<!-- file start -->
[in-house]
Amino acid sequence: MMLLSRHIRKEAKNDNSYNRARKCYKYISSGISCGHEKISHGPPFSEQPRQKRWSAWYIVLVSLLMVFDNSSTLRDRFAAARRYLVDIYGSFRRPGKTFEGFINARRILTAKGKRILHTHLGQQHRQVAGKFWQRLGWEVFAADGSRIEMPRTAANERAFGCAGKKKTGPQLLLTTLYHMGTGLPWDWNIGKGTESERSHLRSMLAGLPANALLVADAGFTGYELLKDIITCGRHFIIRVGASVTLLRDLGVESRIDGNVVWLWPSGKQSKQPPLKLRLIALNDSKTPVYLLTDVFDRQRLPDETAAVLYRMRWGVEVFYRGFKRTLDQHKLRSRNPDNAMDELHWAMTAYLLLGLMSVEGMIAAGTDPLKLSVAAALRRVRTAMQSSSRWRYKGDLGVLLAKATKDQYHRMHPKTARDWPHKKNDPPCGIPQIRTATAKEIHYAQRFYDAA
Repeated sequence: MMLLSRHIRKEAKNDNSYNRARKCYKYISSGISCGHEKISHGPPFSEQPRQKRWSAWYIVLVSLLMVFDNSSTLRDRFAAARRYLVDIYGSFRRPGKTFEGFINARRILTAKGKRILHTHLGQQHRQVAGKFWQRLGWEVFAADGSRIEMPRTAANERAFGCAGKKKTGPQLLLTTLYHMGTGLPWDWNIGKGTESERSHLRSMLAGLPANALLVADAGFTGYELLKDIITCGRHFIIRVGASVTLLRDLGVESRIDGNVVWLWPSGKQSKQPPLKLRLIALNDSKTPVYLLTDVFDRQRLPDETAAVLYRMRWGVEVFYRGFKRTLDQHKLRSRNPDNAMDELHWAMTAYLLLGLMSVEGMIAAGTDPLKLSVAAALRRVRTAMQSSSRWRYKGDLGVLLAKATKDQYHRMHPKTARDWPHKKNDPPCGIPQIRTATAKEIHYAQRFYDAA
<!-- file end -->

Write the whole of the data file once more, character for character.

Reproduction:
[in-house]
Amino acid sequence: MMLLSRHIRKEAKNDNSYNRARKCYKYISSGISCGHEKISHGPPFSEQPRQKRWSAWYIVLVSLLMVFDNSSTLRDRFAAARRYLVDIYGSFRRPGKTFEGFINARRILTAKGKRILHTHLGQQHRQVAGKFWQRLGWEVFAADGSRIEMPRTAANERAFGCAGKKKTGPQLLLTTLYHMGTGLPWDWNIGKGTESERSHLRSMLAGLPANALLVADAGFTGYELLKDIITCGRHFIIRVGASVTLLRDLGVESRIDGNVVWLWPSGKQSKQPPLKLRLIALNDSKTPVYLLTDVFDRQRLPDETAAVLYRMRWGVEVFYRGFKRTLDQHKLRSRNPDNAMDELHWAMTAYLLLGLMSVEGMIAAGTDPLKLSVAAALRRVRTAMQSSSRWRYKGDLGVLLAKATKDQYHRMHPKTARDWPHKKNDPPCGIPQIRTATAKEIHYAQRFYDAA
Repeated sequence: MMLLSRHIRKEAKNDNSYNRARKCYKYISSGISCGHEKISHGPPFSEQPRQKRWSAWYIVLVSLLMVFDNSSTLRDRFAAARRYLVDIYGSFRRPGKTFEGFINARRILTAKGKRILHTHLGQQHRQVAGKFWQRLGWEVFAADGSRIEMPRTAANERAFGCAGKKKTGPQLLLTTLYHMGTGLPWDWNIGKGTESERSHLRSMLAGLPANALLVADAGFTGYELLKDIITCGRHFIIRVGASVTLLRDLGVESRIDGNVVWLWPSGKQSKQPPLKLRLIALNDSKTPVYLLTDVFDRQRLPDETAAVLYRMRWGVEVFYRGFKRTLDQHKLRSRNPDNAMDELHWAMTAYLLLGLMSVEGMIAAGTDPLKLSVAAALRRVRTAMQSSSRWRYKGDLGVLLAKATKDQYHRMHPKTARDWPHKKNDPPCGIPQIRTATAKEIHYAQRFYDAA